Women wounded more than men
Twice as many females than males were injured during and after the Canterbury earthquake, figures show.
A breakdown of injuries caused by the September 4, 2010 and February 22, 2011 quakes has also revealed the most common cause of injury across the disasters was falling or tripping.
Researching the Health Implications of Seismic Events (Rhise), group chairman Professor Mike Ardagh said more than 6600 people were injured in the February quake and 182 died in the initial 24 hours.
His research, published in The Lancet last year, proved more women than men - 69 per cent - were injured in the February 2011 quake despite the population being evenly spread.
"It is fascinating. We have a few hypotheses about why this is but have not proven anything yet," he said.
The most common injuries were lumbar, neck, shoulder and upper arm sprains, knee and lower leg bruises, rotator cuff, ankle and thoracic sprains, open leg wounds, shoulder or upper arm bruises and dental injuries.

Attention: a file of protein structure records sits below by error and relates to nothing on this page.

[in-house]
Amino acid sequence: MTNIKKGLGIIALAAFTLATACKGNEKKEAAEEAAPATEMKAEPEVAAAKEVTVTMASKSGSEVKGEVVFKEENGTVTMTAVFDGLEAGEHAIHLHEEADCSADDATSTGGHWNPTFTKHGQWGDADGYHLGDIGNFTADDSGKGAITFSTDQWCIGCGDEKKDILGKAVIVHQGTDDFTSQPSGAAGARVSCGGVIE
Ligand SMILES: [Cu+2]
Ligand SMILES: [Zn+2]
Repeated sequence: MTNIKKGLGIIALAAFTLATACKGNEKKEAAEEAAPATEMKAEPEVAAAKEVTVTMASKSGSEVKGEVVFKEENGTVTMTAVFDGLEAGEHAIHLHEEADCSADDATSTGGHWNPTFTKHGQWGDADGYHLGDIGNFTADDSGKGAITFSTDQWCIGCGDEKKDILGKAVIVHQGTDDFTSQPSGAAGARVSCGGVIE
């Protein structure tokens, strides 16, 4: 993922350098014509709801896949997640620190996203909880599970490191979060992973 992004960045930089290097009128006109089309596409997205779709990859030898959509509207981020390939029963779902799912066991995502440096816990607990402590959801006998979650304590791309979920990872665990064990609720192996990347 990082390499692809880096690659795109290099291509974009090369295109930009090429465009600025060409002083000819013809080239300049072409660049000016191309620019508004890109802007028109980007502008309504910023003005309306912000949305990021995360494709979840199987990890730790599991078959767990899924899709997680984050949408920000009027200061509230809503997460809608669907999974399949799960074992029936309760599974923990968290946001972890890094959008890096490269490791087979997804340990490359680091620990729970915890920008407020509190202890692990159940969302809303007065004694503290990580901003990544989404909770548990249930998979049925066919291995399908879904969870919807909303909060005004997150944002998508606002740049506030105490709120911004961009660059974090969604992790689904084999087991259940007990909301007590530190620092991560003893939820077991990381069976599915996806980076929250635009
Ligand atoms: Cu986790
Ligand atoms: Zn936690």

Ardagh said the gender bias had whittled it down to three hypotheses:
The majority of the CBD population in Christchurch on February 22 was female.
Females behaved differently during and after the earthquakes and did "more injurious" things.
Fewer males made ACC claims than females.
"It could be claim-related behaviour, or it could be how people behave during earthquakes - that is a work in progress," Ardagh said.
The gender split across Christchurch was nearly even and ACC data showed that "under normal circumstances" more than 50 per cent of claimants were male, he said.
Professor David Johnston, of Massey University, has determined "mechanisms of injury" for nearly 9500 people injured in both quakes using Accident Compensation Corporation (ACC) data. His research has been submitted for publication in Natural Hazards.
ACC data shows 9427 people injured in the quakes, about 65 per cent - or 6099 ACC claimants - were women. It also shows that 1704 of those who fell from heights of up to 30 metres or tripped due to ground movements were women and 795 were men.
Women were also over-represented in nearly all other categories - "non-masonry projectile", "helping others", "tending to children", "tripping due to ground damage", "broken glass" and "animals injuring owners".
A total 407 women were injured tending to children, helping animals and helping others, compared to 194 men.
The mechanism that bucked the trend was "clean-up", which referred to tidying up damage to homes, workplaces and streets.
A total of 541 men were injured in that category across both events compared to 401 women.
Men were also over-represented in the category of injuries from falling bricks or stonework.